* Cited by examiner, † Cited by third party
Publication number Priority date Publication date Assignee Title
US20080299952A1 (en) * 2005-08-04 2008-12-04 Stephan Blicker Method for Linking Internet-Based Forums and Web Logs to a Push to Talk Platform
US8442497B2 (en) * 2005-08-04 2013-05-14 Stephan Blicker Method for linking internet-based forums and web logs to a push to talk platform
US8254930B1 (en) 2009-02-18 2012-08-28 Sprint Spectrum L.P. Method and system for changing a media session codec before handoff in a wireless network
US9374306B1 (en) 2009-03-04 2016-06-21 Sprint Spectrum L.P. Using packet-transport metrics for setting DRCLocks
US9467938B1 (en) 2009-04-29 2016-10-11 Sprint Spectrum L.P. Using DRCLocks for conducting call admission control
US8310929B1 (en) 2009-06-04 2012-11-13 Sprint Spectrum L.P. Method and system for controlling data rates based on backhaul capacity
US8245088B1 (en) * 2009-06-30 2012-08-14 Sprint Spectrum L.P. Implementing quality of service (QoS) by using hybrid ARQ (HARQ) response for triggering the EV-DO reverse activity bit (RAB)
US8363564B1 (en) 2010-03-25 2013-01-29 Sprint Spectrum L.P. EVDO coverage modification based on backhaul capacity
US8249498B1 (en) * 2010-03-30 2012-08-21 Sprint Spectrum L.P. Selective service-toggling in a wireless communication system
US8515434B1 (en) 2010-04-08 2013-08-20 Sprint Spectrum L.P. Methods and devices for limiting access to femtocell radio access networks
US20150109910A1 (en) * 2012-03-06 2015-04-23 Telefonaktiebolaget L M Ericsson (Publ) Method and network node for determining admittance based on reason for not achieving quality of service
US9860822B2 (en) * 2012-03-06 2018-01-02 Telefonaktiebolaget Lm Ericsson (Publ) Method and network node for determining admittance based on reason for not achieving quality of service
US8606219B1 (en) 2012-05-10 2013-12-10 Sprint Spectrum L.P. Selective suppression of access probe transmission in response to external impact event
WO2014056146A1 (en) * 2012-10-09 2014-04-17 华为技术有限公司 Data pushing method, device, and system
US9838492B2 (en) 2012-10-09 2017-12-05 Huawei Technologies Co., Ltd. Data pushing method, apparatus, and system
US9191974B2 (en) 2012-10-12 2015-11-17 Wipro Limited Method and system for session admission control in broadband wireless network
US9204332B2 (en) 2012-10-12 2015-12-01 Wipro Limited Method and system for session admission control in broadband wireless network
US9544829B1 (en) 2013-04-10 2017-01-10 Sprint Spectrum L.P. Dynamic selection and use of handoff threshold
US9071431B1 (en) * 2013-09-30 2015-06-30 Sprint Spectrum L.P. Dynamic provision of hybrid-ARQ repetition factor based on subscription service class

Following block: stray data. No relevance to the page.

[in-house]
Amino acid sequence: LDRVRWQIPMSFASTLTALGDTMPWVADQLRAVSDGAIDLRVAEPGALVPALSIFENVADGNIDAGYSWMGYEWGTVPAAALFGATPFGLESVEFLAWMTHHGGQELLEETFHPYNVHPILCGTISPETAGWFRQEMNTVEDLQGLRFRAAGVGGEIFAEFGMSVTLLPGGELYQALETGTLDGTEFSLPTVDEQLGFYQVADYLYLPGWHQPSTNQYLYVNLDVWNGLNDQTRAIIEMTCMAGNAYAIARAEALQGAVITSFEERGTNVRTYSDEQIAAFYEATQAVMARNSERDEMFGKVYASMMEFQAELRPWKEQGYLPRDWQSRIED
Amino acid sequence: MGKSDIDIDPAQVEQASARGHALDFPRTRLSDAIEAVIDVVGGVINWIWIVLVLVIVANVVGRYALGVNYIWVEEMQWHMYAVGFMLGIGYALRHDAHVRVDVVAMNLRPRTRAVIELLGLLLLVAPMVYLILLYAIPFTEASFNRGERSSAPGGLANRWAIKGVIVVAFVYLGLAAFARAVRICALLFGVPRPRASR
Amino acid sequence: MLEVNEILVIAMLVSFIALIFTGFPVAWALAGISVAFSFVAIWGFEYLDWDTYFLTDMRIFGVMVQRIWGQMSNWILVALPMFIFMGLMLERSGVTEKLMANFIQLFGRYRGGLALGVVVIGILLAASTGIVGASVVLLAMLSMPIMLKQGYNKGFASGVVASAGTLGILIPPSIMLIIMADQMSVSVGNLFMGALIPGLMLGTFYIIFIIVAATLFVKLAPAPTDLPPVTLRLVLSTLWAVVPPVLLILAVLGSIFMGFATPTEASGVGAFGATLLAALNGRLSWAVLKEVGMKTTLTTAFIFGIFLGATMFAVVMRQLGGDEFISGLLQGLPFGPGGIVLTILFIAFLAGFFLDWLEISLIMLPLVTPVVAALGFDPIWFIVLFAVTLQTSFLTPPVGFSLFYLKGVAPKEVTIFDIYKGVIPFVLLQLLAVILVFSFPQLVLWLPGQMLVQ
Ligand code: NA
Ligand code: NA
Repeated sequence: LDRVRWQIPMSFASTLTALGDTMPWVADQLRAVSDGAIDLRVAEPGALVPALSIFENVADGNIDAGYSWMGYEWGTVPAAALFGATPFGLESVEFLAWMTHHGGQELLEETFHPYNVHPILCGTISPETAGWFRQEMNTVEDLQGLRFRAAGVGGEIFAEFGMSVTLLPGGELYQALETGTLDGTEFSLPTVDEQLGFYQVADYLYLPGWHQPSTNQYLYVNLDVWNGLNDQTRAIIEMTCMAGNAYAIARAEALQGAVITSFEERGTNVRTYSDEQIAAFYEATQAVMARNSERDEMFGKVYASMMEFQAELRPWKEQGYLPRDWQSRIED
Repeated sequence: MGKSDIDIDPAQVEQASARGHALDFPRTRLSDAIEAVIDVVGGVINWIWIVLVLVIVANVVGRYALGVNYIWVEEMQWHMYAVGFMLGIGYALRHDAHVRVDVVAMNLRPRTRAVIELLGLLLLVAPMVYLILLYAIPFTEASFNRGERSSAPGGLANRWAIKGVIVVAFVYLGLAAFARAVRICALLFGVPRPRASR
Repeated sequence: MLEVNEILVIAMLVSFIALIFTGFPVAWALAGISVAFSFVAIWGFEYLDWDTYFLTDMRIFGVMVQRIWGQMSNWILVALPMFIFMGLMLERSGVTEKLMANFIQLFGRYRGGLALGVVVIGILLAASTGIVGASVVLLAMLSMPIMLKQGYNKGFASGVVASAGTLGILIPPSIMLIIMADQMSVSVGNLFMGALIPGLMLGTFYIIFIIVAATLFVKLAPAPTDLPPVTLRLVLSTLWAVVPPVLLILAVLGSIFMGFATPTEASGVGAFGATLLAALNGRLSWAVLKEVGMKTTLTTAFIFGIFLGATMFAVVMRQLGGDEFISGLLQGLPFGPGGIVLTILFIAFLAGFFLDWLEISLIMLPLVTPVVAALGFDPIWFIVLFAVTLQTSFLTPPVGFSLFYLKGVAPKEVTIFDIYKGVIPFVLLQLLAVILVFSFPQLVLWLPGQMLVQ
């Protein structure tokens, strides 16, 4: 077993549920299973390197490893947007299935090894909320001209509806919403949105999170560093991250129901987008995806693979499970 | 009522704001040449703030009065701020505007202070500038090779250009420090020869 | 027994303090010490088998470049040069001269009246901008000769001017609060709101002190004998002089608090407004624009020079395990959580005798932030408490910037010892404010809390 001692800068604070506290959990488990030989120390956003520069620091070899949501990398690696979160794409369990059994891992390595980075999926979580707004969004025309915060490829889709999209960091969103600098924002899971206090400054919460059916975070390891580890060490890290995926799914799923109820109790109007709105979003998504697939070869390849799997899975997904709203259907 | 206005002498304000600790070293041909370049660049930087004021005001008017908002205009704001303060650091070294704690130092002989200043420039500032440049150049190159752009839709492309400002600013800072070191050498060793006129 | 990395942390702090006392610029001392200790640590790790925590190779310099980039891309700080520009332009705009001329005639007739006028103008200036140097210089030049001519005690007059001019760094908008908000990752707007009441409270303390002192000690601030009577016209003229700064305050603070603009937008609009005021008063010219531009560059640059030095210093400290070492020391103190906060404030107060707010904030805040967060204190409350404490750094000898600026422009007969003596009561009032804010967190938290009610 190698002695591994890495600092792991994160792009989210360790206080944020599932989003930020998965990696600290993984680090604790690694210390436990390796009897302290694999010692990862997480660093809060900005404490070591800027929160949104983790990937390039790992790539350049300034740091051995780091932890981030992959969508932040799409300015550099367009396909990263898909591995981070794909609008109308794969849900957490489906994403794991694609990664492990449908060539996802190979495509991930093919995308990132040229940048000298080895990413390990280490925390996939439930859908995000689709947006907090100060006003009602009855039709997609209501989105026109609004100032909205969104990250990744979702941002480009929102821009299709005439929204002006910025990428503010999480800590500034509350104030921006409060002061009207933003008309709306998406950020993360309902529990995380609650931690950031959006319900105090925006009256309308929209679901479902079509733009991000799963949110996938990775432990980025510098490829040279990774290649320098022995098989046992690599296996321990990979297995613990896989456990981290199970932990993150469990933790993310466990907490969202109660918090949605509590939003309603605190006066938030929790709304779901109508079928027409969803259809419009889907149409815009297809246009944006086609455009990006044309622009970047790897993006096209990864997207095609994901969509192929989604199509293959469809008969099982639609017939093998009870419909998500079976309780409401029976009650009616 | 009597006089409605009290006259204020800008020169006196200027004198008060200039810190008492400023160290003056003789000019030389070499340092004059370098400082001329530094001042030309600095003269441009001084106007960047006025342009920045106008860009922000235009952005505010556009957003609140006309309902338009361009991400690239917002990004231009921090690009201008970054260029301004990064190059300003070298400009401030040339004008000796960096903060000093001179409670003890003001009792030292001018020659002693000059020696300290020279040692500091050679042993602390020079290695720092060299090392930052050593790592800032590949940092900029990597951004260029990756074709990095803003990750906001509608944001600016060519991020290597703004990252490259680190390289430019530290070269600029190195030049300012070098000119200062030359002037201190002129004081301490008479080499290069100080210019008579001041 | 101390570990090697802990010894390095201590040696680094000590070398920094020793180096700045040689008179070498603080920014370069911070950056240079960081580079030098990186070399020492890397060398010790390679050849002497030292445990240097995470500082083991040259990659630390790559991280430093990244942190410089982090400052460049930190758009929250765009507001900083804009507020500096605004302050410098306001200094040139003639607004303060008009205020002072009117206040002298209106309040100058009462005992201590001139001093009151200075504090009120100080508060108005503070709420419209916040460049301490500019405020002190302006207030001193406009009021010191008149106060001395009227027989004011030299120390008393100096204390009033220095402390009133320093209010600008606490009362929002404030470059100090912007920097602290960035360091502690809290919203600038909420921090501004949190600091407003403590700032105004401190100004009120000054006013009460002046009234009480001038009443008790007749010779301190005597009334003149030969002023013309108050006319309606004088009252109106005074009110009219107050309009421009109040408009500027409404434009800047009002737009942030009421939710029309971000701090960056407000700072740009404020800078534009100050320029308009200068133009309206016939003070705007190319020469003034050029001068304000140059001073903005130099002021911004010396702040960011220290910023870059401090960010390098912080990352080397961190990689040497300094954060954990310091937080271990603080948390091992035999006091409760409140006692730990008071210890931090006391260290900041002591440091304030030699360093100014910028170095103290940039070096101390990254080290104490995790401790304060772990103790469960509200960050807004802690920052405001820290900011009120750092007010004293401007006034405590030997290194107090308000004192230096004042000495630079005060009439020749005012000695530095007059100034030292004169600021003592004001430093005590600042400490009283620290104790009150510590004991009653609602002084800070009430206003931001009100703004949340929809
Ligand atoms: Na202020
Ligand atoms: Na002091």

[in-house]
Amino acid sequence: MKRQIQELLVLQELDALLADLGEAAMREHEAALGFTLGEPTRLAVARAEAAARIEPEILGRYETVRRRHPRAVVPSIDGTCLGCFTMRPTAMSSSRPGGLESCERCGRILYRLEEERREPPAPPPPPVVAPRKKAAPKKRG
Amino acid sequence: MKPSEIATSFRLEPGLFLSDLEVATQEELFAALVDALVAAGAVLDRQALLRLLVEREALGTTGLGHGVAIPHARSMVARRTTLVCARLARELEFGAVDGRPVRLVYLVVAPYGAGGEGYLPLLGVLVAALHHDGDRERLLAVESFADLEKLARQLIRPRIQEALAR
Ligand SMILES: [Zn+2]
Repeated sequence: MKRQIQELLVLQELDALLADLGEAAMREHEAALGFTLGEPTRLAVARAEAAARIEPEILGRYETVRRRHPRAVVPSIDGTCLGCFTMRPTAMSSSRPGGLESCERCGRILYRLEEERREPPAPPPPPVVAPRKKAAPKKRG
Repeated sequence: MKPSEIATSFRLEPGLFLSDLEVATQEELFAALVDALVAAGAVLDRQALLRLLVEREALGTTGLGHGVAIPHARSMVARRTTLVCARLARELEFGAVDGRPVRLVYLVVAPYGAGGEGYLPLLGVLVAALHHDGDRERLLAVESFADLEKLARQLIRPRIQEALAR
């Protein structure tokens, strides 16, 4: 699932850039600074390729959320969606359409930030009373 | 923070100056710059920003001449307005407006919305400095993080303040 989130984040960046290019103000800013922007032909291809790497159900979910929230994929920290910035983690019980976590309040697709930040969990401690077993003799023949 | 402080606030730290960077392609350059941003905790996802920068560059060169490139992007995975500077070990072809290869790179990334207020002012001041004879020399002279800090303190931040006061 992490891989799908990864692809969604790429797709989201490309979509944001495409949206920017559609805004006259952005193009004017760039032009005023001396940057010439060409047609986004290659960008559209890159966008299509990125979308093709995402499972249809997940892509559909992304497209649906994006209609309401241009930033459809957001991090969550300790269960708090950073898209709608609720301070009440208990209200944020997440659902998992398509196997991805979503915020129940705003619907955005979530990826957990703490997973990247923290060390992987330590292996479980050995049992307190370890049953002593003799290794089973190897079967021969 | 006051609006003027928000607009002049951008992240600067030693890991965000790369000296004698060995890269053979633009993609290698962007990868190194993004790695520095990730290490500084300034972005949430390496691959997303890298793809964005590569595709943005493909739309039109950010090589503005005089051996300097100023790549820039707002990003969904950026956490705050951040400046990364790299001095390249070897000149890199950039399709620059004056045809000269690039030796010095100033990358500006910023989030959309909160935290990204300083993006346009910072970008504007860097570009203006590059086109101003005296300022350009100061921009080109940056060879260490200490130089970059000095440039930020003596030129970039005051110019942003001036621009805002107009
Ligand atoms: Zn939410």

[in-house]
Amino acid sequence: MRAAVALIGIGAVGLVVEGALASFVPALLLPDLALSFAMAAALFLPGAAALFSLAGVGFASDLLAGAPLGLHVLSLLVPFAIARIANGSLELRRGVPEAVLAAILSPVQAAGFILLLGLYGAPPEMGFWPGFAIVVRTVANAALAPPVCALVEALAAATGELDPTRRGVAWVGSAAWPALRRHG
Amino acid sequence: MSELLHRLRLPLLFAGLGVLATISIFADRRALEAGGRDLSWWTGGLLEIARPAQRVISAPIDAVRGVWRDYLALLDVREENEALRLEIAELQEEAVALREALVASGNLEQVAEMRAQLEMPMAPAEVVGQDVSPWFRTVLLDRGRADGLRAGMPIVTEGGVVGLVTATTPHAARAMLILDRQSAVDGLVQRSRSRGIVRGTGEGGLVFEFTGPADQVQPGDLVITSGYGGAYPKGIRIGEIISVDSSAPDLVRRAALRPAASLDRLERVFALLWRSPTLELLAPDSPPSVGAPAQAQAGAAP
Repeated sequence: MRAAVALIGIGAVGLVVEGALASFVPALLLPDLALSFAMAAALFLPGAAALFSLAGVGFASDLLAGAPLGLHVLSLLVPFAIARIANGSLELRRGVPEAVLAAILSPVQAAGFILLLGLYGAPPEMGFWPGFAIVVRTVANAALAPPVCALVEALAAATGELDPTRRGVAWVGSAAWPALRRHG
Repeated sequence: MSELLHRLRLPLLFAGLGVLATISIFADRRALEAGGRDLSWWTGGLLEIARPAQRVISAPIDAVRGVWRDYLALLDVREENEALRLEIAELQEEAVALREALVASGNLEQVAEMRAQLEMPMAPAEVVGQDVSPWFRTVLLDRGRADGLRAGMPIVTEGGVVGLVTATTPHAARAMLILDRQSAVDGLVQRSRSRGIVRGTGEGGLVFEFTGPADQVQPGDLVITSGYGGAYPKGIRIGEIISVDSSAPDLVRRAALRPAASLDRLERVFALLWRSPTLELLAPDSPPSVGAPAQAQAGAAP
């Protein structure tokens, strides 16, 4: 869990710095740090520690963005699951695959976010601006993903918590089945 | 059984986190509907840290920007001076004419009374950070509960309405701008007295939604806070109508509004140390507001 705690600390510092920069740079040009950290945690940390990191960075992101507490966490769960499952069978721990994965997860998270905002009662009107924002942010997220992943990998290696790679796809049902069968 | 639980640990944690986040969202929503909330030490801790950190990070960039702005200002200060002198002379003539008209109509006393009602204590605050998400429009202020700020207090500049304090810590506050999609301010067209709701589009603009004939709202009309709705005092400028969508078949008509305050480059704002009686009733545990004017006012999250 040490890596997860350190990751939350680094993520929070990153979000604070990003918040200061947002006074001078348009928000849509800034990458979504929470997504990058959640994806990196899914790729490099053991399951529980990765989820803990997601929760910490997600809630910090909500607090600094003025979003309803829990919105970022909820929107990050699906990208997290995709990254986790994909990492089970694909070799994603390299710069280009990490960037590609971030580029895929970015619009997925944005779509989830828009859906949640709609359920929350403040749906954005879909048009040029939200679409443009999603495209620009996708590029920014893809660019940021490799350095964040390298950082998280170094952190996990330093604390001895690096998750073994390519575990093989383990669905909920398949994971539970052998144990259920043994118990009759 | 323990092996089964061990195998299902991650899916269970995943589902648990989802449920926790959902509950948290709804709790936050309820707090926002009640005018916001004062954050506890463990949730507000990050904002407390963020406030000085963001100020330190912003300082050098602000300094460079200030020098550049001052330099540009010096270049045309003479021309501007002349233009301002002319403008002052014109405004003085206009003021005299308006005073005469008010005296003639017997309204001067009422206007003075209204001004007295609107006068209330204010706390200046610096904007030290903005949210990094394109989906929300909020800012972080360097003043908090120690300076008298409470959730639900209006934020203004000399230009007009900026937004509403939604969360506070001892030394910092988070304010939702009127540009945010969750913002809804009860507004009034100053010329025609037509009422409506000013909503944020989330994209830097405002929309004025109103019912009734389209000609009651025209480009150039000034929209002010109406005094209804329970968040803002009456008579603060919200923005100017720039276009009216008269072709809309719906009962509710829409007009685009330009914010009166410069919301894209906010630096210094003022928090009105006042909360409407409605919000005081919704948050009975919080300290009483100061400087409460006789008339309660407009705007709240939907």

US9578640B1 (en) 2013-09-30 2017-02-21 Sprint Spectrum L.P. Dynamic provision of hybrid-ARQ repetition factor based on subscription service class
US9432928B1 (en) 2013-12-03 2016-08-30 Sprint Spectrum L.P. Base station implemented access control based on public land mobile network identity
WO2017077037A1 (en) * 2015-11-06 2017-05-11 Ipcom Gmbh & Co. Kg Network performed measurements

Similar Documents

Publication Publication Date Title
US8275377B2 (en) Wireless handoffs between multiple networks
US20080254797A1 (en) Seamless and vertical call handoff solution architecture
US7515909B2 (en) Wireless handoffs between multiple networks
US20060270411A1 (en) System and method for providing enhanced handover performance
US20090019505A1 (en) Streaming video over multiple network interfaces
US20100157825A1 (en) Estimating bandwidth in communication networks
US20090073936A1 (en) Method and apparatus for inter-technology handoff of a user equipment
US20080090570A1 (en) Method and system for signaling the state of supplementary services
US20070076662A1 (en) Handoffs in a wireless local area network
US20060111115A1 (en) Method and apparatus for inter-system active handoff of a hybrid subscriber unit
US20100165857A1 (en) Methods and apparatus for determining quality of service in a communication system
US20060109819A1 (en) Method and apparatus for inter-system active handoff of a hybrid subscriber unit
US20060088000A1 (en) Terminal having plural playback pointers for jitter buffer
US20080186917A1 (en) Decoupling scanning from handoff for reduced delay over wireless LAN
US20110319071A1 (en) Proactive latency-based end-to-end technology survey and fallback for mobile telephony
US20100323704A1 (en) Optimizing handovers in a communication network
US20060067226A1 (en) End-point based approach for determining network status in a wireless local area network
US20110096665A1 (en) Methods and apparatus for controlling congestion in a communication network
US20060268799A1 (en) METHOD AND APPARATUS FOR WiFi TERMINAL WITH DUAL MAC STRUCTURE THAT ENABLES SEAMLESS VOICE COMMUNICATIONS HANDOVER
US20050064821A1 (en) Alternative service management
US20120020325A1 (en) Method and apparatus for a hand off of a communication session across service provider networks
US20090257361A1 (en) Methods and apparatus for determining communication link quality
US8811991B2 (en) Wireless handoffs between multiple wireless networks
US20060245368A1 (en) Verification of a communication path between networks
US20120113862A1 (en) Communicating via a femto access point within a wireless communications system

Legal Events

Date Code Title Description
AS Assignment

Owner name: SPRINT SPECTRUM L.P., KANSAS

Free format text: ASSIGNMENT OF ASSIGNORS INTEREST;ASSIGNORS:PAWAR, HEMANTH BALAJI;SRINIVAS, SHILPA KOWDLEY;GOYAL, ANOOP K.;AND OTHERS;SIGNING DATES FROM 20081229 TO 20090107;REEL/FRAME:022077/0970

FPAY Fee payment

Year of fee payment: 4

AS Assignment

Owner name: DEUTSCHE BANK TRUST COMPANY AMERICAS, NEW YORK

Free format text: GRANT OF FIRST PRIORITY AND JUNIOR PRIORITY SECURITY INTEREST IN PATENT RIGHTS;ASSIGNOR:SPRINT SPECTRUM L.P.;REEL/FRAME:041937/0632

Effective date: 20170203